The foreign ministers of NATO countries are meeting Wednesday and Thursday to discuss ramping up support for Ukraine.
Sanctions: The US is taking additional actions to increase economic pressure on Russia and Putin following horrific images from the Ukrainian city of Bucha, announcing new sanctions Wednesday on Russian financial institutions, as well as some people, including Putin’s adult daughters and the wife and daughter of his foreign minister.
“Today we’re dramatically escalating the financial shock by imposing full blocking sanctions on Russia’s largest financial institution, Sberbank, and its largest private bank, Alfa Bank,” a senior administration official briefing reporters said.
Sberbank holds nearly one-third of Russia’s total banking sector assets, the official noted, adding that the US has now fully blocked “more than two-thirds of the Russian banking sector.”
Second, the senior official announced, “In alignment with the G7 and the EU, we’re announcing a ban on new investment in Russia.” That will be implemented with an executive order signed by US President Joe Biden.
The United States won’t participate in G20 meetings that Russia is participating in, US Treasury Secretary Janet Yellen said Wednesday.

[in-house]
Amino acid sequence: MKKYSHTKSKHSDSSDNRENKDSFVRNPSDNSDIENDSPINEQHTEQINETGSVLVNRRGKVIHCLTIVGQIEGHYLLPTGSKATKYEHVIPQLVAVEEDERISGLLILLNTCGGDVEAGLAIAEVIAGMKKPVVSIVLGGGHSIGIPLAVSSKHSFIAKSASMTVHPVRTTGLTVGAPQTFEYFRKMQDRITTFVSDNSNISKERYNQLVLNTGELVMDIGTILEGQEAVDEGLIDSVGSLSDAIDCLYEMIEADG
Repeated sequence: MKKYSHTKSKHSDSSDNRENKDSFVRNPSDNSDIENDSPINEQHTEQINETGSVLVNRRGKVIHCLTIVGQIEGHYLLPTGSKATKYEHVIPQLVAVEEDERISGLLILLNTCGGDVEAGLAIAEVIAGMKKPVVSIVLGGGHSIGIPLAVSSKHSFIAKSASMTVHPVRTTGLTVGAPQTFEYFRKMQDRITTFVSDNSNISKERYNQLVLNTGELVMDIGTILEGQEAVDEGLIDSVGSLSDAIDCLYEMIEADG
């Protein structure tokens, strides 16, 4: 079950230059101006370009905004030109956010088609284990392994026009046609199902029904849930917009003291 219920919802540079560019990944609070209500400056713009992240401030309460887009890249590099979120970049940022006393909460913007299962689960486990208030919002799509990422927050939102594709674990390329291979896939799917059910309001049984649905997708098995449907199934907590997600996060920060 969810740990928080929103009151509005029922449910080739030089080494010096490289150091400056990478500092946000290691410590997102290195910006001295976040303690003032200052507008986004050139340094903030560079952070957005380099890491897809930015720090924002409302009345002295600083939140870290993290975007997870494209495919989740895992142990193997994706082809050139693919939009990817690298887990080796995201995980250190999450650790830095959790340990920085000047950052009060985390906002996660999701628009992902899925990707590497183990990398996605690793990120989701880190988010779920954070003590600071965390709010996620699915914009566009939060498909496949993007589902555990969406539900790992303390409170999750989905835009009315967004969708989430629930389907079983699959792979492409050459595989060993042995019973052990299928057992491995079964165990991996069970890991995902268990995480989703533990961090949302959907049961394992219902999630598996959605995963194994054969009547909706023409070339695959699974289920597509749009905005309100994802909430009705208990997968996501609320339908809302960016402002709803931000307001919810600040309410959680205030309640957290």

Speaking at the House Financial Services Committee, Yellen said she’d made that position clear to other finance ministers in the group.
Ukrainian Deputy Prime Minister Iryna Vereshchuk said 4,892 people were evacuated through evacuation corridors Wednesday.
In a Facebook post on Wednesday night, she said 3,686 people arrived in Zaporizhzhia from Mariupol and Berdiansk. This included 1,171 people from Mariupol and 2,515 people from the towns of Polohy, Vasylivka, Berdiansk, Melitopol and Huliaipole.
She said 11 buses left Zaporizhzhia on Wednesday, headed for the city of Vasylivka, carrying residents from the towns of Melitopol and Tokmak. The buses will continue onward on Thursday.
Also on Thursday, buses carrying residents from Berdiansk will depart Zaporizhzhia, she said.
Vereshchuk added that 1,206 people were evacuated from the towns of Lysychansk, Severodonetsk, Rubizhne, Kreminna and the village Hirske — all in the Luhansk region.
The US Defense Department says it’s “impossible” to know how long the war in Ukraine will go on if not ended through diplomacy, but that Ukraine “of course” can win the war.
“The fact that [Russian President Vladimir Putin] is going to concentrate in a smaller geographic area certainly present the possibility that the violence will continue,” Pentagon press secretary John Kirby said. “It could even intensify in that part of Ukraine.”
Kirby reiterated that Ukraine can “absolutely” win the war as demonstrated by Putin’s inability to achieve his strategic objectives.
“Mariupol is still not taken. He’s moved his forces out of Kyiv. He’s moved his forces out of Chernihiv. They haven’t taken Kharkiv. They haven’t taken Mykolaiv in the south,” Kirby said. “So I think the proof is literally in the outcomes that you’re seeing every day.
The US has sent the 100 switchblade drones that they said would be provided to the Ukrainian military, and “they’ll be getting into Ukraine quickly if they aren’t already there,” said a Defense Department official.